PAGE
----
Asphalt Driveway Repair Tips for Homeowners
Asphalt, also known as blacktop, is not only a durable substance to use for a driveway, but it has some advantages over other options like concrete and parking pads. Concrete, for example, is not terribly malleable once it hardens, which can be problematic if the earth moves, if it is hit by hard objects, or if cracks form and water gets inside and freezes. Asphalt, on the other hand, is somewhat more elastic and therefore better equipped to handle cold weather and falling objects. And while your gravel, brick, or grass parking pad can shift and settle over time, asphalt will hold together for years to come. Of course, asphalt isn’t without potential flaws – it can crack and chip over time and tends to get a little soft in extreme heat. But one major upside is that asphalt is exceedingly easy to repair, and patching it is a lot cheaper than replacement. Here are just a few tips for the DIY homeowners interested in repairing their asphalt driveway.
The first thing you should know is that speedy repairs will save you a lot of time and trouble. Generally speaking, there are three main issues you can face when it comes to your asphalt driveway: cracks, pot holes, and sink holes. Uneven ground or settling can cause sink holes to form, sink holes can cause cracks, and untreated cracks can cause pot holes. If you get to the pot hole stage or you have severe sink holes or cracks, chances are you’ll have to resurface your drive. But if you pay attention you should be able to spot such issues before they get out of hand. And this allows for simple repairs that should nip such problems in the bud.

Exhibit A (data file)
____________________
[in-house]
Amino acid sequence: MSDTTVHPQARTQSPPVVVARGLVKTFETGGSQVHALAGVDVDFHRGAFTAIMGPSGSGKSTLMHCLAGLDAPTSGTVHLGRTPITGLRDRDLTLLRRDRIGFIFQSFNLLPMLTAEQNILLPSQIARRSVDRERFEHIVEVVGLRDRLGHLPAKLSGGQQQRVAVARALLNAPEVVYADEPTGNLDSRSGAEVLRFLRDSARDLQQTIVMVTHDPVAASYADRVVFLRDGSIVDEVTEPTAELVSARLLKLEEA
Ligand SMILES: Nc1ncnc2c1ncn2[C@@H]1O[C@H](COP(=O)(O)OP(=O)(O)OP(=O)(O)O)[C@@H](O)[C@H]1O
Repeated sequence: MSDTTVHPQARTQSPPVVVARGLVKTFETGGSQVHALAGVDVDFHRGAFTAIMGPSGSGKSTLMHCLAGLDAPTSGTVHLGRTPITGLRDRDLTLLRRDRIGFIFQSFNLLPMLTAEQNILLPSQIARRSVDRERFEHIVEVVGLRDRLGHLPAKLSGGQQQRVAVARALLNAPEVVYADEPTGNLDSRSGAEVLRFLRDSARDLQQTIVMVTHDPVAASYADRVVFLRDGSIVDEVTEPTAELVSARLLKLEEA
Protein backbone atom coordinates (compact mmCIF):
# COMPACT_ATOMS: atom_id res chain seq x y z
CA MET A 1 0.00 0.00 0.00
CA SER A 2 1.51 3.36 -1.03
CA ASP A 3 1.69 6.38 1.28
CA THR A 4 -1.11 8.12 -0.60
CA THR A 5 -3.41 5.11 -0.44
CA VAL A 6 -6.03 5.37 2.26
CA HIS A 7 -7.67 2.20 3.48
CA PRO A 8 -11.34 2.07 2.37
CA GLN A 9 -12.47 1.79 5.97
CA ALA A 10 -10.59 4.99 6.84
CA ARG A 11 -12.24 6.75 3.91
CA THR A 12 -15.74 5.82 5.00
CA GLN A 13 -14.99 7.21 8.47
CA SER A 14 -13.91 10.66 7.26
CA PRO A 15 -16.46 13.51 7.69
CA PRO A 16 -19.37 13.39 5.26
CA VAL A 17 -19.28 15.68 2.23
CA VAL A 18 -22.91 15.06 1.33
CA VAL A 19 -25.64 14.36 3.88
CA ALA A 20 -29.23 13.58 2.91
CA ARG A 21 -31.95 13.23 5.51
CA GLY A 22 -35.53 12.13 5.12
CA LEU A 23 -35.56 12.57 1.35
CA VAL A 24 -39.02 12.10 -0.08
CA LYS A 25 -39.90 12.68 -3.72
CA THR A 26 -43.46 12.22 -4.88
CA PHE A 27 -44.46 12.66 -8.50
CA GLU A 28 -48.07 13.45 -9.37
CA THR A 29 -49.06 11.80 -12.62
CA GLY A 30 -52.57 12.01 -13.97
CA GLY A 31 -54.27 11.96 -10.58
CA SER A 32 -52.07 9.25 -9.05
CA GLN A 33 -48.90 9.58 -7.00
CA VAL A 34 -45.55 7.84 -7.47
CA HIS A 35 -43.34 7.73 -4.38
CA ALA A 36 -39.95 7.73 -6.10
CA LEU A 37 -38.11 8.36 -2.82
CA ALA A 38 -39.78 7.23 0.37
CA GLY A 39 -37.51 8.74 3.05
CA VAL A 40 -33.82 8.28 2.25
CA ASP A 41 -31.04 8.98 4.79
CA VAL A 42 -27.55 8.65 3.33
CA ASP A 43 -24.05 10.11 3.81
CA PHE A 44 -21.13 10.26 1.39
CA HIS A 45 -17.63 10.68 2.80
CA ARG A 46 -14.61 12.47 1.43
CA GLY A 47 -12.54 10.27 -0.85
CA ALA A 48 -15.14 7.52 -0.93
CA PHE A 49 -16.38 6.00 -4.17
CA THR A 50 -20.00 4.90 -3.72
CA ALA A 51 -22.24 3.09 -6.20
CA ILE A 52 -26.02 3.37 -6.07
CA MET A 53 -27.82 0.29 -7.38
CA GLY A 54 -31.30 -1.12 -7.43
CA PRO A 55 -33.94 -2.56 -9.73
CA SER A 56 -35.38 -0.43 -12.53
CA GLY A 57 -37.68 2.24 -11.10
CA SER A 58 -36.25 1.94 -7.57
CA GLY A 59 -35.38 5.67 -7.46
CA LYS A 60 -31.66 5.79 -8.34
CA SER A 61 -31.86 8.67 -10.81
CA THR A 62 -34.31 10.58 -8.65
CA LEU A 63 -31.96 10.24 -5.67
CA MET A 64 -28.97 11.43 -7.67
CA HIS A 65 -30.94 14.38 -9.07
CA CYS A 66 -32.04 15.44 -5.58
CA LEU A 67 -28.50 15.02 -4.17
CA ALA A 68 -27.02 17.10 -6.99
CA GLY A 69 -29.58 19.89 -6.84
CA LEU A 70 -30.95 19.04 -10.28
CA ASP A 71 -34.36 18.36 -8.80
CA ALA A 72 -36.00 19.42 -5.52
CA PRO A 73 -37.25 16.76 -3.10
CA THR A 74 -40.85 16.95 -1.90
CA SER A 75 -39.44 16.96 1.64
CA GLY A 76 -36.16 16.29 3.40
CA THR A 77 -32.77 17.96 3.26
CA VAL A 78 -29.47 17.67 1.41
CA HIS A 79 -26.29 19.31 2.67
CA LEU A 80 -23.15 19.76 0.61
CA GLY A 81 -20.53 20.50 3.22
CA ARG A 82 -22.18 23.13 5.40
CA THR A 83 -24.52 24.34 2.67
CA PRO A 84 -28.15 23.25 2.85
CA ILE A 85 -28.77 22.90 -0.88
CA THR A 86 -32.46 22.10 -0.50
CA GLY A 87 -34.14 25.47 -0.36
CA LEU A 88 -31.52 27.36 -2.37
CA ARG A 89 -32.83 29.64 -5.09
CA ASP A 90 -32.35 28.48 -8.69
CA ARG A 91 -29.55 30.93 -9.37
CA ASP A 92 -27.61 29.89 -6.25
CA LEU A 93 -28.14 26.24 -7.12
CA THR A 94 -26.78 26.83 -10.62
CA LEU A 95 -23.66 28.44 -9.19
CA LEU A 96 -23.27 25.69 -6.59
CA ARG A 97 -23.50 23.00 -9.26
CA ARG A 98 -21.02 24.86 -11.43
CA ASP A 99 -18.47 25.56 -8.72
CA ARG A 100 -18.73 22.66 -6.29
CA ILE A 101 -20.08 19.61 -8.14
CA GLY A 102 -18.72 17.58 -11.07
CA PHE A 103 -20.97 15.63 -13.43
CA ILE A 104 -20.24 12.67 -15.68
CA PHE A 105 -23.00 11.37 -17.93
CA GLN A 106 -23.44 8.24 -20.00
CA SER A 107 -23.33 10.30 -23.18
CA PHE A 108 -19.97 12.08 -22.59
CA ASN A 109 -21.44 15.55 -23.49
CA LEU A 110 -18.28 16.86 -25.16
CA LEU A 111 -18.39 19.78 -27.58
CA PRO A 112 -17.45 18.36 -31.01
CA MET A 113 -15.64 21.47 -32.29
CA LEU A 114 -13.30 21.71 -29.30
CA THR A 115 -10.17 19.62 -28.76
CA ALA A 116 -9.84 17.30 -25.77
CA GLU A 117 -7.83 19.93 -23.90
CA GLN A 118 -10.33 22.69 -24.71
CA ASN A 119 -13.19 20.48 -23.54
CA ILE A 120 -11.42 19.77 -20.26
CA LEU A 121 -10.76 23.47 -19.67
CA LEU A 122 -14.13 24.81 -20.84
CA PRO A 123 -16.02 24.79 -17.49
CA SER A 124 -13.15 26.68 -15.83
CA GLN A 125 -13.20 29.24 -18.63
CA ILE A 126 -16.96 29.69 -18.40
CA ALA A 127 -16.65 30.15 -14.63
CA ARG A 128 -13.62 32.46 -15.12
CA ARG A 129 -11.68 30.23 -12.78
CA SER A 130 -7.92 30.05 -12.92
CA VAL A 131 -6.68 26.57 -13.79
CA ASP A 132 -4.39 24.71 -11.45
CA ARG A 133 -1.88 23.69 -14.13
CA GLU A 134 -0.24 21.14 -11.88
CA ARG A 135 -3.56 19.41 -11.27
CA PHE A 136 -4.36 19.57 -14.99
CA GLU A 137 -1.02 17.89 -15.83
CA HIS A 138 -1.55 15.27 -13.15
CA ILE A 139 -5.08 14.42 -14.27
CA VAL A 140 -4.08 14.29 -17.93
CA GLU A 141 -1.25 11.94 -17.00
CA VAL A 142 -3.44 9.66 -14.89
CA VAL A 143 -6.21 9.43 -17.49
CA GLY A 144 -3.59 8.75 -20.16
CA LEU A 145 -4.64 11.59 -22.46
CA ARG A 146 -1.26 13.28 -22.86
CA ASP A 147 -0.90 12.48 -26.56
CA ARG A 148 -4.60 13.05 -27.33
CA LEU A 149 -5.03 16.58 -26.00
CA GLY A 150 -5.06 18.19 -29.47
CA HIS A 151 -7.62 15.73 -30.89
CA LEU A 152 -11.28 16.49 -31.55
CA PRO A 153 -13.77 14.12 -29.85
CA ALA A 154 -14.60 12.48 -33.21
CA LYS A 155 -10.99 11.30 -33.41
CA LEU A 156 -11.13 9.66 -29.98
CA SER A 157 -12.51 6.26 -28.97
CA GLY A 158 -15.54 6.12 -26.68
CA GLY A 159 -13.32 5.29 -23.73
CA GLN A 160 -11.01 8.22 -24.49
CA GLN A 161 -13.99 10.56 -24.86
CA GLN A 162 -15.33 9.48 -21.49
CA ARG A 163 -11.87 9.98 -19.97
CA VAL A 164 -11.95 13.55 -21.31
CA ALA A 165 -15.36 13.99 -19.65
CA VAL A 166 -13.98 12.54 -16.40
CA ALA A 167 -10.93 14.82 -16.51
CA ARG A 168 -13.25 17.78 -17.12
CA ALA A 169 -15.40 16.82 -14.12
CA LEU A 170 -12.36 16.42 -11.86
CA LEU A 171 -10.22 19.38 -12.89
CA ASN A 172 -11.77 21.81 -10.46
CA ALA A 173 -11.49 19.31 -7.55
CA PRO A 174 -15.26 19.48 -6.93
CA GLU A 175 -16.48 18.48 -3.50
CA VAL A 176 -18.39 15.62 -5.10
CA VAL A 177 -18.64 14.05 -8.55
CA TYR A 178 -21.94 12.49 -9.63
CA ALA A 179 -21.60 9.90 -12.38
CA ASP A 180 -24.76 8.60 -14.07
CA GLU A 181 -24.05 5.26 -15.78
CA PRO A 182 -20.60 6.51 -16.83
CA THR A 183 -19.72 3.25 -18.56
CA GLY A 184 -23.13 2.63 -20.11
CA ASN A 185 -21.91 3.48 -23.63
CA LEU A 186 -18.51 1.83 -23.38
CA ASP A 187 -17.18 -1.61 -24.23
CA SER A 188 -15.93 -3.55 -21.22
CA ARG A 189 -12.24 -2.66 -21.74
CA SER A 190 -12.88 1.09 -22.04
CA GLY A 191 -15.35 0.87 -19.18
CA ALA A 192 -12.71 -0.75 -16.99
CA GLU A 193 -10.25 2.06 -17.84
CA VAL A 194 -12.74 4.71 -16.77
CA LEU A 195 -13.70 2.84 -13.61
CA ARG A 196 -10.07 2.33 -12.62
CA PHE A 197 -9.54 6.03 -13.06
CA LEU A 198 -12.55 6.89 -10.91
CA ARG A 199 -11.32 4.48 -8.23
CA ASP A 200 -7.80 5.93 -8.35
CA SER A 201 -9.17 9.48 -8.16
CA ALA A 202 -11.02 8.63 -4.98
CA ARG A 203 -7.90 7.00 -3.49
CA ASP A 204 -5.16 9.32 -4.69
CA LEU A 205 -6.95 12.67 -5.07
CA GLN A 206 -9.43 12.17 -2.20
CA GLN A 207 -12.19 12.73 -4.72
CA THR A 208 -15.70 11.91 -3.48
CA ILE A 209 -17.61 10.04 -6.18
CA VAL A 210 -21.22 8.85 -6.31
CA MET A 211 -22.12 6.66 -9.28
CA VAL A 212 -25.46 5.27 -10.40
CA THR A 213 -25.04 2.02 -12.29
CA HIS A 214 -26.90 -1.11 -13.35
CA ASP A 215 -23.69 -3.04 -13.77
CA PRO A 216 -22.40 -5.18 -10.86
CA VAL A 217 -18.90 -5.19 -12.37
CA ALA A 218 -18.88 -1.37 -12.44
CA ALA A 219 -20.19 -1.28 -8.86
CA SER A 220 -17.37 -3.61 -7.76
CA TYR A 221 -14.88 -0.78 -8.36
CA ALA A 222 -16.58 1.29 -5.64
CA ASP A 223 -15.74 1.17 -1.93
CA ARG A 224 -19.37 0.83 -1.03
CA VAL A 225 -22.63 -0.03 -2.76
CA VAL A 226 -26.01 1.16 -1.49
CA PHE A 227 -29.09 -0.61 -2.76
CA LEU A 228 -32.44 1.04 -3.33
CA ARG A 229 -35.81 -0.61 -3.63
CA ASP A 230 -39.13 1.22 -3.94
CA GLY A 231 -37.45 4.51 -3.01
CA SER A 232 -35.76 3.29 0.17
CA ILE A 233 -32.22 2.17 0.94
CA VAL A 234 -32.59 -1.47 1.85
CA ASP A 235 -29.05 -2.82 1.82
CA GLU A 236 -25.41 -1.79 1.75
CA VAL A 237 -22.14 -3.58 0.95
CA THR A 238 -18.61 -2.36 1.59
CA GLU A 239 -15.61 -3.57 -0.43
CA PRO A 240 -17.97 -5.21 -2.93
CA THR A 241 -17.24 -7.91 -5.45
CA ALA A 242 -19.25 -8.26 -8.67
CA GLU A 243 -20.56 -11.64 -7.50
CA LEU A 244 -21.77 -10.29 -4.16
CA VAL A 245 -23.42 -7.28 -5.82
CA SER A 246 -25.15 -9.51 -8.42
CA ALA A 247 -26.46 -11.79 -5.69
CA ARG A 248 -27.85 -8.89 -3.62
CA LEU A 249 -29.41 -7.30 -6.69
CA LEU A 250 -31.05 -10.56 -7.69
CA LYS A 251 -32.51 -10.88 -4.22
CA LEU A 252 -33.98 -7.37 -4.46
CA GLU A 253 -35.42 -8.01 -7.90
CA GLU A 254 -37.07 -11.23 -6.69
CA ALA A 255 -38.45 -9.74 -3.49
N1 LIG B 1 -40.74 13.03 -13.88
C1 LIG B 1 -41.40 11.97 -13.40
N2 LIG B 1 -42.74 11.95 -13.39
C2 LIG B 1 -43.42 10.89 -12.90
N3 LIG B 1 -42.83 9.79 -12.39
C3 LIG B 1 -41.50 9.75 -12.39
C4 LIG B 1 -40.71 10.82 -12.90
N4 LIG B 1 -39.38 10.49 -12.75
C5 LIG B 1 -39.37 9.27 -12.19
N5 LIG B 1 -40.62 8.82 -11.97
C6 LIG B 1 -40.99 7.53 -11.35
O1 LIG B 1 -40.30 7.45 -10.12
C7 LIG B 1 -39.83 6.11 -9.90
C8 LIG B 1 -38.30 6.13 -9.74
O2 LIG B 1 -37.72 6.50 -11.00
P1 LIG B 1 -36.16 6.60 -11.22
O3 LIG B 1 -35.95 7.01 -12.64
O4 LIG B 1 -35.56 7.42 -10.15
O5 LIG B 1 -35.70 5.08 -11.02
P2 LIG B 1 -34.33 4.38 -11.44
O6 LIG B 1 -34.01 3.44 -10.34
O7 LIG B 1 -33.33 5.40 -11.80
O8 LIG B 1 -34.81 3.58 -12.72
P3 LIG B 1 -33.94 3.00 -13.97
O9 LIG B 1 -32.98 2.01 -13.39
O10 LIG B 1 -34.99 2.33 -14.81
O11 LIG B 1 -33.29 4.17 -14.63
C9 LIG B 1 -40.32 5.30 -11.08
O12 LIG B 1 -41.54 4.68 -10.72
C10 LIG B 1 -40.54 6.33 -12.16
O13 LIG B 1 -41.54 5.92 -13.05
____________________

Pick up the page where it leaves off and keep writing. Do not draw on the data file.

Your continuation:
In order to complete repair work, you’ll first need to undergo some prep. This starts with cleaning your driveway. In some cases, a simple sweeping with a stiff-bristled broom will do the trick, but you could also use a leaf blower if you have one. And you may want to rinse the area or even pull out all the stops with a pressure washer. Just make sure that you allow the drive to dry completely before you start the repair process. From there you need to purchase the right tools and materials for the job you’re dealing with.
If you have sink holes or pot holes, a patch is usually recommended, and this involves pouring asphalt in the hole, bonding it to the existing asphalt, and sealing over it. If you’re dealing with a pothole that is large enough to reveal the surface material below (i.e. dirt, gravel, etc.) you may have to pour in some gravel first to level the area. And you might opt to do the same to a sink hole, supposing you first cut out the area that is sunken. As for cracks, they are easy enough to seal with patch material, as well. All you have to do is pour it over cracks, smooth it out, and let it dry. An asphalt driveway is exceedingly easy to maintain so long as you stay on top of repairs, and it can last for many years when homeowners exercise due diligence. Plus, you can always call in the pros from Brite Line Asphalt Maintenance Inc. if you’re not so good with the DIY stuff. The main thing is to address any problems you find before they turn into major issues.